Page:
Home NHL Hockey Blog, Six Packs on Ice: A Not-So-Romantic Proposal

Hockey Blog, Six Packs on Ice: A Not-So-Romantic Proposal


So this week, as you may have heard, a budding proposal has emerged from the NHL to the NHLPA.

Fans were severely excited… if only for a moment.

The new deal birthed many rumors, including that it was dubbed a “starting point” by players and that this debate is far from over.

On Wednesday the NHL released the full text of the NHL’s offer to the NHLPA for a new Collective Bargaining Agreement. Included in it were some key points:

  • Term: Six-year Agreement with mutual option for a seventh year.
  • Payroll Range: 2012/13 Payroll Range

Lower Limit = $43.9 Million

Midpoint = $51.9 Million

Upper Limit = $59.9 Million

  • Maximum contract length of five (5) years
  • 50/50 hockey related revenue between players and owners

Read more from the NHL HERE.

Players have until Oct. 25 to reach an agreement, in which case the decision will likely be to accept a first-year rollback, or lose even more money from the lockout with a rollback still on the table for the future.

As fans we’re all scratching our heads while both sides continue to fight for an affable way to divide record revenues.

Is this really that difficult to figure out?


But I go back to the first month of lockout madness and reread, and reread again, this quote by Donald Fehr :

“The decision to cancel the first two weeks of the NHL season is the unilateral choice of the NHL owners. If the owners truly cared about the game and the fans, they would lift the lockout and allow the season to begin on time while negotiations continue. A lockout should be the last resort in bargaining, not the strategy of first resort.  For nearly 20 years, the owners have elected to lock-out the players in an effort to secure massive concessions.  Nevertheless, the players remain committed to playing hockey while the parties work to reach a deal that is fair for both sides. We hope we will soon have a willing negotiating partner.”

And following this I must quote an accurate response from Riley Kufta (Bleacher Report), “With this reasonably (and I say reasonably with caution) fair proposal the NHL has now assumed the stance that they do care about an 82-game season.”

So the owners “care”. They should, they’re not making any money just sitting back and kicking their feet up during a lockout.

The players care. They are not playing the game they love, are forced to possibly look for hockey overseas and are being undercut and backed into a corner.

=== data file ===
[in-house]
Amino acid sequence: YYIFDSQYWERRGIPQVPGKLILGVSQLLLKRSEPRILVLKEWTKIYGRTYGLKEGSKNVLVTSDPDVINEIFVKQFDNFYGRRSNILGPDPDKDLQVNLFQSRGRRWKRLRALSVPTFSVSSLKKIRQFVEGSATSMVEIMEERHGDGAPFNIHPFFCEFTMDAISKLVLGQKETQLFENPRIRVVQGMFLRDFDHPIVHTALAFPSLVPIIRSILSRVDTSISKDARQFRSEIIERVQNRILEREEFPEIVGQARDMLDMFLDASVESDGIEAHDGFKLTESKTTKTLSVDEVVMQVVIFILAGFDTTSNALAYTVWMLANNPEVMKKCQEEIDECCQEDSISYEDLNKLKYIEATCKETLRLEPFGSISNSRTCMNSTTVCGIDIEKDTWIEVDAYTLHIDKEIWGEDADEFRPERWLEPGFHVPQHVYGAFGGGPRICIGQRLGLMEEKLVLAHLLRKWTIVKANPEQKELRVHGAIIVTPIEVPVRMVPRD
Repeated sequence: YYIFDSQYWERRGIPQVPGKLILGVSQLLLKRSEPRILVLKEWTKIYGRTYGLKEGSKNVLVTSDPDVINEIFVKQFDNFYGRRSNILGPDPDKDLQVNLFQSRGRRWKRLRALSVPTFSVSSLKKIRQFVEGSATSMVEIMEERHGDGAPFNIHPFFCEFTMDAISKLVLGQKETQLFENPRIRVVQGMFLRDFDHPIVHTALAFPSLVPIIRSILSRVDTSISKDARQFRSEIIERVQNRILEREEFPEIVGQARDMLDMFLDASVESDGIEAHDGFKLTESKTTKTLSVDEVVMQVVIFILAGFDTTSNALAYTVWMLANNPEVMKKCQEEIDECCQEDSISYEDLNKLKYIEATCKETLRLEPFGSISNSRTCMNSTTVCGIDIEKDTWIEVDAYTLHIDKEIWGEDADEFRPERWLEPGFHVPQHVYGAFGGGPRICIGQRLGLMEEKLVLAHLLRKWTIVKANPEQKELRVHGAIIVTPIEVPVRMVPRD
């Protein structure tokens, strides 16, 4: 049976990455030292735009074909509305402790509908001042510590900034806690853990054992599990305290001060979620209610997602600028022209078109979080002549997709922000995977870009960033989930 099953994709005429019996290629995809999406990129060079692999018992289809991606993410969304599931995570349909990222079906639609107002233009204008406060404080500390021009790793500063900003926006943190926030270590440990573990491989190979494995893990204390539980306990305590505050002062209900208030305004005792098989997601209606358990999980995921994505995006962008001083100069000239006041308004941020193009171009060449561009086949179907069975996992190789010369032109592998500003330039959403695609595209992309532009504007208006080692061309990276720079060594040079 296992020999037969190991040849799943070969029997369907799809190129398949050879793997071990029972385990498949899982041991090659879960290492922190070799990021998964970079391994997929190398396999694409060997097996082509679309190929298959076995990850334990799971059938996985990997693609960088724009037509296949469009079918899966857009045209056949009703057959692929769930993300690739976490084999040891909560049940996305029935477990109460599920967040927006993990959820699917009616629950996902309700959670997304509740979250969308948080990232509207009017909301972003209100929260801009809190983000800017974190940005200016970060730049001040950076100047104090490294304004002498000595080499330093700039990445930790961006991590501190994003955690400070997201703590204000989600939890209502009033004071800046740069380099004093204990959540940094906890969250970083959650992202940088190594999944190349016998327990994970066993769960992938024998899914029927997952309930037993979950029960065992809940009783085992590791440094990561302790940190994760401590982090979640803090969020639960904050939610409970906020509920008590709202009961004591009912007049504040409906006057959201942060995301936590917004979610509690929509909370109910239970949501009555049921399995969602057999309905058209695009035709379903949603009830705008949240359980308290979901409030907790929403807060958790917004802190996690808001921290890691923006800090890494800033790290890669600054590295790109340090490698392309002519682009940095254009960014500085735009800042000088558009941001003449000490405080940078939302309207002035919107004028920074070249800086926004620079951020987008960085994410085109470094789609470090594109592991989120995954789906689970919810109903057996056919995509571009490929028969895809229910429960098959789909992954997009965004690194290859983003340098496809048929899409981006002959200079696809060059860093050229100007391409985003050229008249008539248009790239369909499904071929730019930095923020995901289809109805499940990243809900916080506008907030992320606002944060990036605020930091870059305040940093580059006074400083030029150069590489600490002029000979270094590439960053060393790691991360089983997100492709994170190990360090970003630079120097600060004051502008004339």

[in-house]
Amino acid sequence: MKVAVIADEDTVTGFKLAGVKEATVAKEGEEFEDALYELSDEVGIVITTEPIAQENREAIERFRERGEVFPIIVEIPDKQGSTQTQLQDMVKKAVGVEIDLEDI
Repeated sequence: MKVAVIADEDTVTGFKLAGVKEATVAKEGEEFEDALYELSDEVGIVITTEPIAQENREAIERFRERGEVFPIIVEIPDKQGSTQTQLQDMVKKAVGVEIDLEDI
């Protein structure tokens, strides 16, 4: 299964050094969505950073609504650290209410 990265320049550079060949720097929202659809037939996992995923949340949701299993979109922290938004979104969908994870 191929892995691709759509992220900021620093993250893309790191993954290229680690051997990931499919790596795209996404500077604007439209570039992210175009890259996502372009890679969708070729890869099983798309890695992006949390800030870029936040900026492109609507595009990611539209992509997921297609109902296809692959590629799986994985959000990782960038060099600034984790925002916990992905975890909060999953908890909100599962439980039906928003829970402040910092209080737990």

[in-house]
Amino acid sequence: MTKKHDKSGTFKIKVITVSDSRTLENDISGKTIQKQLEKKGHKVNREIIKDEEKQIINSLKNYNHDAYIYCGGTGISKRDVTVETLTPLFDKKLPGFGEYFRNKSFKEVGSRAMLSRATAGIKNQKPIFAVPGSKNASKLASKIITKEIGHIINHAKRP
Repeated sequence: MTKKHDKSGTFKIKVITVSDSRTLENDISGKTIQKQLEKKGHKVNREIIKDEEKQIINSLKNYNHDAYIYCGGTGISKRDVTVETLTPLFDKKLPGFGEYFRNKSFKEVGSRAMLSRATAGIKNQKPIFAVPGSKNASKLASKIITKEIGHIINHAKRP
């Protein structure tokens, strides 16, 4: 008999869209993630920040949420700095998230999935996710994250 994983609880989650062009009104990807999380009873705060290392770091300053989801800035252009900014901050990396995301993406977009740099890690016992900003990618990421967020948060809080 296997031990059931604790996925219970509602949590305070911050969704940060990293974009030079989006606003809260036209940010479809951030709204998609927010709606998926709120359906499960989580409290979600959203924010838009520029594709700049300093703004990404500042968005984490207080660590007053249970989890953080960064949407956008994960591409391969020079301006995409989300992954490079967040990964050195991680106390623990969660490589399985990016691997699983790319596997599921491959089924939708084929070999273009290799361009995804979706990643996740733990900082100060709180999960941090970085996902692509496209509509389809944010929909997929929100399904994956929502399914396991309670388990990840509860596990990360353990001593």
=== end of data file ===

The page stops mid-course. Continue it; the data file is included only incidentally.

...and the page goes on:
And boy the fans sure do care as well.

What’s to do?

No one is making money and the sport is hibernating for an abstruse length of time. Meanwhile, fans are frustrated to the point of no return and the league is going to hurt if and when this matter is all sorted out and professional hockey finally returns to our lives.

So instead of locking out the game, or playing cat and mouse for another month (or two, or three) here is MY proposal:

Perhaps I should address “Dear Gary Bettman and Donald Fehr,”

Give us hockey.

NHLPA, take this offer from the NHL at 50/50 split in related revenue and run with it for one year. Not the six that was offered, just ONE, to serve as something in the interim to get the players on the ice, keep the league running, and satisfy the PAYING customers — the fans.

Because I’m telling you this, if the only “progress” made today in this meeting is a counter proposal and a longer delay of the 2012-2013 season, the hockey community and the growth of the sport and the NHL is GOING TO SUFFER IMMENSELY.

Bettman, it is completely unnecessary for the NHL to lock out the players in order to reach a new CBA; it is a preferred tactic. Stop it. Your players are finding new teams overseas, and the longer they stay discovering better treatment, the less likely they will be to return.

Bring back the game, and then allow for a full year of all the negotiating that’s required to fix the problems. This pressured CBA is only going to lead to rash decisions and is not looking to better the system for the long future. After a year (that includes hockey!), the two sides can reason out a new CBA implementable for many years to come.


A paying fan.